DriveCam continuously records a journey, discarding the data every 20 seconds. If there is an accident, or the driver swerves or emergency brakes, the system records 10 seconds before and afterwards.
The camera was developed in the US, where it is now standard issue in thousands of commercial vehicles.
DriveCam has been endorsed in the UK by the Institute of Advanced Motorists, which said results in the US, combined with driver training, had cut the frequency and severity of accidents by up to 50% (Fleet NewsNet, June 21).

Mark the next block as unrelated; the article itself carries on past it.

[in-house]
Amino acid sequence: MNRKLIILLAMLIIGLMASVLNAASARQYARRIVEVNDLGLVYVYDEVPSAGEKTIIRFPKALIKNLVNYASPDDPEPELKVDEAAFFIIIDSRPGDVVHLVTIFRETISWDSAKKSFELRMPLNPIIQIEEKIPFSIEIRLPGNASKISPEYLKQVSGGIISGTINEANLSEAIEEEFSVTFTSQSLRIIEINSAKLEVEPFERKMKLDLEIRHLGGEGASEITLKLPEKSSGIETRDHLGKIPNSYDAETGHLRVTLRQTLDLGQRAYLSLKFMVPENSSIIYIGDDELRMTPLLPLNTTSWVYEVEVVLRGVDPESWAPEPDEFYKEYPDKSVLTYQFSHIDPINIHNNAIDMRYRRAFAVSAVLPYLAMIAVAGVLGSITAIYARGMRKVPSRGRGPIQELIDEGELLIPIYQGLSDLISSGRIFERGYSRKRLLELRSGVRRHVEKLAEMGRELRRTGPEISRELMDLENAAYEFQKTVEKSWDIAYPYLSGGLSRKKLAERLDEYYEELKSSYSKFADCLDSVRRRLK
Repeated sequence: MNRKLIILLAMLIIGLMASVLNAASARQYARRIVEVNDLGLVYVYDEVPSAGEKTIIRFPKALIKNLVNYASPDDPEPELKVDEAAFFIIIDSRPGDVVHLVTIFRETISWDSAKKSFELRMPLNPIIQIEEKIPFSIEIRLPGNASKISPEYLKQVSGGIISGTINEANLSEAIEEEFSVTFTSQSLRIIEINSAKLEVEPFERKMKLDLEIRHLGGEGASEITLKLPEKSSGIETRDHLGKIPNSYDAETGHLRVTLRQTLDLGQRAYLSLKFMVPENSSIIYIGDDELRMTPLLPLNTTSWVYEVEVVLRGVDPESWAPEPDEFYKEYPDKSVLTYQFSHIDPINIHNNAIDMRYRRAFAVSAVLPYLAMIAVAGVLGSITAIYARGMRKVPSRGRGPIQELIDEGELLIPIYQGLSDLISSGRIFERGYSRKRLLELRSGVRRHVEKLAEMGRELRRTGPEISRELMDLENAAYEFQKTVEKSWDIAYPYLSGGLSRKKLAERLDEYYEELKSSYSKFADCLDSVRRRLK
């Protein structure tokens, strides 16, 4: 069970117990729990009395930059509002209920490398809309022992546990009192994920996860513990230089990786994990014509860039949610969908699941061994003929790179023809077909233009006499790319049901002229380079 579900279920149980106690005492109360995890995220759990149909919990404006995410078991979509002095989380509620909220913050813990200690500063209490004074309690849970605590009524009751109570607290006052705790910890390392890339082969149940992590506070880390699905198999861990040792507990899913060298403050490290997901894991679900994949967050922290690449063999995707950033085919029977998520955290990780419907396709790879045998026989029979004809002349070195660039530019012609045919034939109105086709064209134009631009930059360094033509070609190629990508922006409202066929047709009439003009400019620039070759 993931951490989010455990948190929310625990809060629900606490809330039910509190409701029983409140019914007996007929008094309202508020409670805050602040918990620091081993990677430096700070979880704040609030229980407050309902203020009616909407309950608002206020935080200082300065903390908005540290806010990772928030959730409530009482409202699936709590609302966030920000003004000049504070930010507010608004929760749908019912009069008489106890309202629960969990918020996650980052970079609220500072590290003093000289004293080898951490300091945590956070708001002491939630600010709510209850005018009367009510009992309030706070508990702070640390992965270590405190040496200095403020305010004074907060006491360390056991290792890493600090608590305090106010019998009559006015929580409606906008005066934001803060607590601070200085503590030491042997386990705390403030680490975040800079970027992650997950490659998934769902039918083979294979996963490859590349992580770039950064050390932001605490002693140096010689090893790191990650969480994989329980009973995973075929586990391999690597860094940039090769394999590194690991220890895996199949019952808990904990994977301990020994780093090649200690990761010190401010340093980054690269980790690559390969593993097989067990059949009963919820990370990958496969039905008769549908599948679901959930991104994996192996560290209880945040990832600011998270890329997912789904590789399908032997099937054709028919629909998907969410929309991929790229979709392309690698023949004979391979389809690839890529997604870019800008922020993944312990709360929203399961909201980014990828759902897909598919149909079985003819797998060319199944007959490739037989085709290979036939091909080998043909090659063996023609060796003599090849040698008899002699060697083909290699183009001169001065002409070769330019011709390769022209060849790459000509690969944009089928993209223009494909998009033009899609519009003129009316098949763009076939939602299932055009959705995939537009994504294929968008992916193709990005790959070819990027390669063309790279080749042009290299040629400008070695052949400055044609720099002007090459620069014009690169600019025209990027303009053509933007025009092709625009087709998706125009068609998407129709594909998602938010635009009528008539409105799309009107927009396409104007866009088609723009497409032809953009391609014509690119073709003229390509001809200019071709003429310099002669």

The camera is mounted behind the vehicle’s rear view mirror and, as well as being useful for resolving culpability issues, can identify dangerous driving.
Anthony Withers Green, sales and marketing director of Tristar Worldwide Chauffeur Services which is testing the camera, said the company would be analysing its trial but safety and corporate liability benefits were already apparent.